NASHVILLE, Tenn. (WKRN) — Nashville is preparing for the largest Fourth of July celebration in the country, with an estimated 400,000 people expected to attend the city’s “Let Freedom Sing” celebration.
The event will feature headliner Brad Paisley, the Nashville Symphony, and the largest fireworks show in the nation. Let Freedom Sing will be the first big event Nashville has hosted since the pandemic.
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“We’re expecting a busy crowd here this weekend, everyone from around the country has been talking about Nashville,” Cerveza Jack’s bartender Carone Tharpe said. “Coworkers and everyone alike are so excited because last year we all were home, cooped up, cabin fever style. And now everyone’s here to let loose, have fun, and especially staff [are] ready to make some real money.”
Let Freedom Sing will be the largest event Nashville has seen since the 2019 NFL draft and is expected to exceed 2019’s Fourth of July crowd by 60,000 people.
“You’re just sitting there like this is so awesome to see people, talk to them,” said Jamie Balentine who was visiting from Iowa. “We went on a tour bus today and talked to people and I’m looking around thinking this just feels good.”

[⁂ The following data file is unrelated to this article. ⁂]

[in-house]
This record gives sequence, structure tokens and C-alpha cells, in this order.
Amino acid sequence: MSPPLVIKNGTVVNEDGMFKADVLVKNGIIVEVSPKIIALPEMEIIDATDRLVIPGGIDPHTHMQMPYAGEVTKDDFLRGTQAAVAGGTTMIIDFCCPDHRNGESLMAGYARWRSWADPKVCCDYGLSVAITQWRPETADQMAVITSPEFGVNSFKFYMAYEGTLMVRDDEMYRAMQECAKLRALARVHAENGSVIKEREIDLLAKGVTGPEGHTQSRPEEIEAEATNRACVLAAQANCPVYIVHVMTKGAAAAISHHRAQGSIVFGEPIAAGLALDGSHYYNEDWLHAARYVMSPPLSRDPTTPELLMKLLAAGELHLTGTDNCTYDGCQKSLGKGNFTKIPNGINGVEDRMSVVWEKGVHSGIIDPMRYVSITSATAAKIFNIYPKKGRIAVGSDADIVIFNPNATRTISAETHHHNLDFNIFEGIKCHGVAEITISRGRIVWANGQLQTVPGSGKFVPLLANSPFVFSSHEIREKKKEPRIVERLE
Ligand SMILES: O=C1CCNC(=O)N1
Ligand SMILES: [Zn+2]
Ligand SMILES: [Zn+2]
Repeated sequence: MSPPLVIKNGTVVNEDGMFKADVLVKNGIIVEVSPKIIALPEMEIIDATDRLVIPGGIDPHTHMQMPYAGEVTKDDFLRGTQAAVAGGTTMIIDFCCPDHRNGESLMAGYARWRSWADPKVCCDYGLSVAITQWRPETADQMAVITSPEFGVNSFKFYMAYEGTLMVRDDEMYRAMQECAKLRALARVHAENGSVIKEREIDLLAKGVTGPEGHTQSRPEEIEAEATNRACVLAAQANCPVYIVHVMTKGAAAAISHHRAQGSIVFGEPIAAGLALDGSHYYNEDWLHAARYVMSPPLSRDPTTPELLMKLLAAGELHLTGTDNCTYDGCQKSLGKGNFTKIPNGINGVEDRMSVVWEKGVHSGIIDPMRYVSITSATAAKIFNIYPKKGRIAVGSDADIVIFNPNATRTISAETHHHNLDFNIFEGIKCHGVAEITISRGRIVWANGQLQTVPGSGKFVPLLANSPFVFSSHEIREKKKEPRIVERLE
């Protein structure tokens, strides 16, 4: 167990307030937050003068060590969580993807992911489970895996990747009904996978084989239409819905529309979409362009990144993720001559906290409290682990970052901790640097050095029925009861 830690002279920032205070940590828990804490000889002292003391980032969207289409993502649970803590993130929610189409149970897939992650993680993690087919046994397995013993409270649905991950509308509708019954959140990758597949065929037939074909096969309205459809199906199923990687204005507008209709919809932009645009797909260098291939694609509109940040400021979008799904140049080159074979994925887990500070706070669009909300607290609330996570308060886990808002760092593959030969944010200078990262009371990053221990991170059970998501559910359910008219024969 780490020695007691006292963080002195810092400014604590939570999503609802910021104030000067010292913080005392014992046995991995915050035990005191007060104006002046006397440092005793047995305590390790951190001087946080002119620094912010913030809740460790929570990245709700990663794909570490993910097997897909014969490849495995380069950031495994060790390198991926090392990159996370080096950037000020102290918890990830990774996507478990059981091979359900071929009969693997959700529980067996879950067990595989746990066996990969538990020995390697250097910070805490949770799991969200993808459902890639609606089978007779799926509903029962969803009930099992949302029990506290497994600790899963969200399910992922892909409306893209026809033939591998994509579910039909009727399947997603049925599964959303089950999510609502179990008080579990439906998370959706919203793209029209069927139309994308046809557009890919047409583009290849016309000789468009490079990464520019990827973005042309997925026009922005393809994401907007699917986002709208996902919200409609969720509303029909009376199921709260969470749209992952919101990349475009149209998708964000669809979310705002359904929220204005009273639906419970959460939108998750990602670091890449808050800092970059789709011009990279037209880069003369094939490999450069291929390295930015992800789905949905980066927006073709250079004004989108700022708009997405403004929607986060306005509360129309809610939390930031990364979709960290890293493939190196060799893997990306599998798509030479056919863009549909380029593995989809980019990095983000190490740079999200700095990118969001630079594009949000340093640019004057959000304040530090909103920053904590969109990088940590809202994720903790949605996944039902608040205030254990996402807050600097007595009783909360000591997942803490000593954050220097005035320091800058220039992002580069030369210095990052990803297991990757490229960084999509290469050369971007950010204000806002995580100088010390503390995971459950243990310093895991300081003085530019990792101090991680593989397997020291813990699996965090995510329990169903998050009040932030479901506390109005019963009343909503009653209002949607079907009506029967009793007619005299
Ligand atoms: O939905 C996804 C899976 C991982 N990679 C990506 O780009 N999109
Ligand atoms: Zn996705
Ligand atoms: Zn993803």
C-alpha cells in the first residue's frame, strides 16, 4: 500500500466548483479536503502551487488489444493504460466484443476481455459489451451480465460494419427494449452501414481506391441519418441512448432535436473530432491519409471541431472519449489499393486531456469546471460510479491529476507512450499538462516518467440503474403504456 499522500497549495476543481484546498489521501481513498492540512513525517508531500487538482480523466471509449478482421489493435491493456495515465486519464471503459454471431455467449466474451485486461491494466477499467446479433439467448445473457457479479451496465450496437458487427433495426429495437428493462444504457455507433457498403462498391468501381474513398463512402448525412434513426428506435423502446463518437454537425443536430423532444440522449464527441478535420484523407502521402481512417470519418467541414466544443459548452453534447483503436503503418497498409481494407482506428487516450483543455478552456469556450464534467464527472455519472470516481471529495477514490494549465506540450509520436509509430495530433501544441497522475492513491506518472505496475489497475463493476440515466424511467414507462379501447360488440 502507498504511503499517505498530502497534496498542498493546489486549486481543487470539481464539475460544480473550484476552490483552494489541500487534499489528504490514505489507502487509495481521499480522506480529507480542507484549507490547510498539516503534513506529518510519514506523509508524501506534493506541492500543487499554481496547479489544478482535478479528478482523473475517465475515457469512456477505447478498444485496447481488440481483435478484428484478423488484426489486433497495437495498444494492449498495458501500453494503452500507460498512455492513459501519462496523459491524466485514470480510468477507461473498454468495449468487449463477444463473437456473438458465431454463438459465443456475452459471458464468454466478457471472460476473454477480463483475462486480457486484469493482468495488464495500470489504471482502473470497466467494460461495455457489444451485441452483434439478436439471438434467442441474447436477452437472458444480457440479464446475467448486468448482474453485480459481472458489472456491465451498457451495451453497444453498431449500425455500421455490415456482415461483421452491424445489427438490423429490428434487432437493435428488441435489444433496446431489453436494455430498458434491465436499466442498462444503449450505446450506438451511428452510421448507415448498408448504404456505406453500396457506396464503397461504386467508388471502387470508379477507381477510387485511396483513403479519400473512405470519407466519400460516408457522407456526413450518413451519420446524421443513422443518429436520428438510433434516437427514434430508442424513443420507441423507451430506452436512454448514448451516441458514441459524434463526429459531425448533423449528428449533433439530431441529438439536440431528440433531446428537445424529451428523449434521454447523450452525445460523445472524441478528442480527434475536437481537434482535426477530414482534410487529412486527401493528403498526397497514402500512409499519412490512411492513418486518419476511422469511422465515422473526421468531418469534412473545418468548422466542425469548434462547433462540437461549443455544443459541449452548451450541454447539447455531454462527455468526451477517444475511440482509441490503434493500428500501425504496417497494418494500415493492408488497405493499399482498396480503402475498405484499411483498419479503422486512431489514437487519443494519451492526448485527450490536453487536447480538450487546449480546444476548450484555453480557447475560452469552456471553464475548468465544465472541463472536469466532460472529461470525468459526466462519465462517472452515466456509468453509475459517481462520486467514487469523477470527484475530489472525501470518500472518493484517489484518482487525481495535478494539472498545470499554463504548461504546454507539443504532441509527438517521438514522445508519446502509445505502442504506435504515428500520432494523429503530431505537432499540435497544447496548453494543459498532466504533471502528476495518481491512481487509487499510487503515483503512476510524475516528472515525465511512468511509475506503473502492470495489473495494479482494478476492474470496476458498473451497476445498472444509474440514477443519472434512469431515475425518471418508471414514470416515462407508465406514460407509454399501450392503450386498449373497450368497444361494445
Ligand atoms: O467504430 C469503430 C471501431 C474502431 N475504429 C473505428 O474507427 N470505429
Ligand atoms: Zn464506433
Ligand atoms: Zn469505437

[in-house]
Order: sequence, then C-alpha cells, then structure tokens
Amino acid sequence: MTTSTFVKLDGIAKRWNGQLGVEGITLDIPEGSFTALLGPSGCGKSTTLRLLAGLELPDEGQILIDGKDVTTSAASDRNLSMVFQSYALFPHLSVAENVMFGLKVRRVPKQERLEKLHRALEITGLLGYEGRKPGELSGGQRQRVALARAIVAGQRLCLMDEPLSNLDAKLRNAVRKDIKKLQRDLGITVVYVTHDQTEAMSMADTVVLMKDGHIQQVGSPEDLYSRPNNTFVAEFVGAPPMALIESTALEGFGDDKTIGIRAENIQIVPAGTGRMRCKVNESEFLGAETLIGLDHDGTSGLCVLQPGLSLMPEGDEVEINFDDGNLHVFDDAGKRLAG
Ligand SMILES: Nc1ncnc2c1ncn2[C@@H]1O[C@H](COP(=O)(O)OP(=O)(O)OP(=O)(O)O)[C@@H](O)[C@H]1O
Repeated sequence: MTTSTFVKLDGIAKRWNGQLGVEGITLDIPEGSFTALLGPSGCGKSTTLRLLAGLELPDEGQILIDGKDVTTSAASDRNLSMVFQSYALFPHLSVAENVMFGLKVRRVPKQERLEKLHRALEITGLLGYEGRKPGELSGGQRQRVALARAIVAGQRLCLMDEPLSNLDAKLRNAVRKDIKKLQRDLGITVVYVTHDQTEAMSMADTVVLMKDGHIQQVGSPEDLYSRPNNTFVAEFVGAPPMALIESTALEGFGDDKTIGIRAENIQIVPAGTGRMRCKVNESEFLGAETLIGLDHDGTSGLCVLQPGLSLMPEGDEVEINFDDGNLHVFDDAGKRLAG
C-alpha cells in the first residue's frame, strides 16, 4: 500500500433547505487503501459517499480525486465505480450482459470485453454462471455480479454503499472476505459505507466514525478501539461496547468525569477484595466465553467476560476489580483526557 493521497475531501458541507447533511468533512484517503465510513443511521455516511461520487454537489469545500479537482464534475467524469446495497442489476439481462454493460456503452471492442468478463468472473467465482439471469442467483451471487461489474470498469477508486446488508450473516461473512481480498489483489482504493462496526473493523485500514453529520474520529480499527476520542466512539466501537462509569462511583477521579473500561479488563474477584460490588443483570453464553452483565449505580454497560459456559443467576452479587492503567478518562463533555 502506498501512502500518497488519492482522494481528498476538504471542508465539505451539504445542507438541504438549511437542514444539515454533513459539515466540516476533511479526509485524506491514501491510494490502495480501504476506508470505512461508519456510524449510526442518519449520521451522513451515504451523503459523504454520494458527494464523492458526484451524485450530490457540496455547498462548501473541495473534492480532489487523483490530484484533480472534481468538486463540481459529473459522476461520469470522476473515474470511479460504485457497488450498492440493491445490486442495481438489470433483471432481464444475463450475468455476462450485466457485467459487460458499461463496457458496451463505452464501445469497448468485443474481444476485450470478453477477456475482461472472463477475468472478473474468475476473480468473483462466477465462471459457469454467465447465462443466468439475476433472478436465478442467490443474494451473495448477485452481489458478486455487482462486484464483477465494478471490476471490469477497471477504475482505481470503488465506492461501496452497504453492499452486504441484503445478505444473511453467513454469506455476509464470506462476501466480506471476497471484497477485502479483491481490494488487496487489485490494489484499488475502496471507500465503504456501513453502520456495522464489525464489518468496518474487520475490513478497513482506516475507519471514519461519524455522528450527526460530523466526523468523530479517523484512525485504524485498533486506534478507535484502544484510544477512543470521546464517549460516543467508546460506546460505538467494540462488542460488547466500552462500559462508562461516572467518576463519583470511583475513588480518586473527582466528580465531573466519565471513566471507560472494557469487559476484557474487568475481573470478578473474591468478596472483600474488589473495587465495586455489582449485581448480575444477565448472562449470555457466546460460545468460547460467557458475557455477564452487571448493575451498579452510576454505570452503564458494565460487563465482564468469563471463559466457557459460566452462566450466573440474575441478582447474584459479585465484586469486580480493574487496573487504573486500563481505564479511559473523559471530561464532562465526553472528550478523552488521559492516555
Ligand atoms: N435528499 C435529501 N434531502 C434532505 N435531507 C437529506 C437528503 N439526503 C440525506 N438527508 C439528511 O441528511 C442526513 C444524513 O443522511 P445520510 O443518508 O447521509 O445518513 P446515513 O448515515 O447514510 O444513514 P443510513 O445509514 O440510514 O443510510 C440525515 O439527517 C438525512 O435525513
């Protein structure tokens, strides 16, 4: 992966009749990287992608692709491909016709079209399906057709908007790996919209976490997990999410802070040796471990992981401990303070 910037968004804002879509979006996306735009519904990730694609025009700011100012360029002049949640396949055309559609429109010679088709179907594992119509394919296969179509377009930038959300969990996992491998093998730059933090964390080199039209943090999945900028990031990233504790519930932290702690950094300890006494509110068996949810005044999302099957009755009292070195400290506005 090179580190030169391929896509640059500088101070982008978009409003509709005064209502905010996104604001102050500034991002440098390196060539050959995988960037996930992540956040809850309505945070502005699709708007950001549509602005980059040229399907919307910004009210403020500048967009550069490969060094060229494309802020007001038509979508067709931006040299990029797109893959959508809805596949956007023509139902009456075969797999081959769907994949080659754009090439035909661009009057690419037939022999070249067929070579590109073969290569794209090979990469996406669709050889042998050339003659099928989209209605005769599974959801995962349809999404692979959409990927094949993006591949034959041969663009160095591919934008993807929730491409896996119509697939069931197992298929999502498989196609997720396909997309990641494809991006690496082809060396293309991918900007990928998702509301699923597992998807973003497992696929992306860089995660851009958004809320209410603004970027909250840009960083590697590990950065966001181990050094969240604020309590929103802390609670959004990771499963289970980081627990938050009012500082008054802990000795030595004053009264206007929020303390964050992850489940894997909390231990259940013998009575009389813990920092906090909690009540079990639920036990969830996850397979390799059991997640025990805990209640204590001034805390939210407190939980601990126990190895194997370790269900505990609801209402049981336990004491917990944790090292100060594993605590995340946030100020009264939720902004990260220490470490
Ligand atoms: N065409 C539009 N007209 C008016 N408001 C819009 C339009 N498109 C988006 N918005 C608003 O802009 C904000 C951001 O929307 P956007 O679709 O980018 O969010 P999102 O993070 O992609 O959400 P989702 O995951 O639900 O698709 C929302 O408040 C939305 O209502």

With record-breaking crowds, bars and businesses are fully staffed, ready to welcome customers.
“Back of the house to the front of the house, door guy, everyone, we’re staffing up from top to bottom,” Tharpe said. “I’ll probably work about 40 to 50 easily, I’m knocking on 60 hours this week.”
The city is preparing with more than 1,000 officers and security guards working over the holiday weekend. In addition, the city will also implement rolling road closures.
“If you’re coming down, come down early, plan where you’re going to park at ahead of time. At a certain point in the night the traffic will become unmanageable and we will stop letting additional traffic come into downtown,” said Captain David Leavitt with MNPD Special Events Unit.
With so many officers within an arm’s length, police are sending a stern warning to partygoers.
“Control yourself, control your behavior, control your drinking. We are not going to tolerate any disorderly conduct, any fighting,” Captain Leavitt said. “This is a family event, we want everybody to come down and be safe.”
Travelers said they’re glad to see things returning to normal this Fourth of July.
“I think it’s great. I mean I think everybody’s ready to get back out, enjoy it and what better time than Fourth of July,” said Rob Balentine who was visiting from Iowa.
For locals, it means Music City actually feeling like Music City.
“I think everyone’s excited that we actually a Fourth of July this year, so we’re looking forward to a good time,” Tharpe said.
If you plan on going downtown, things like big bags and coolers will not be permitted. Everyone attending should be prepared to have their items searched.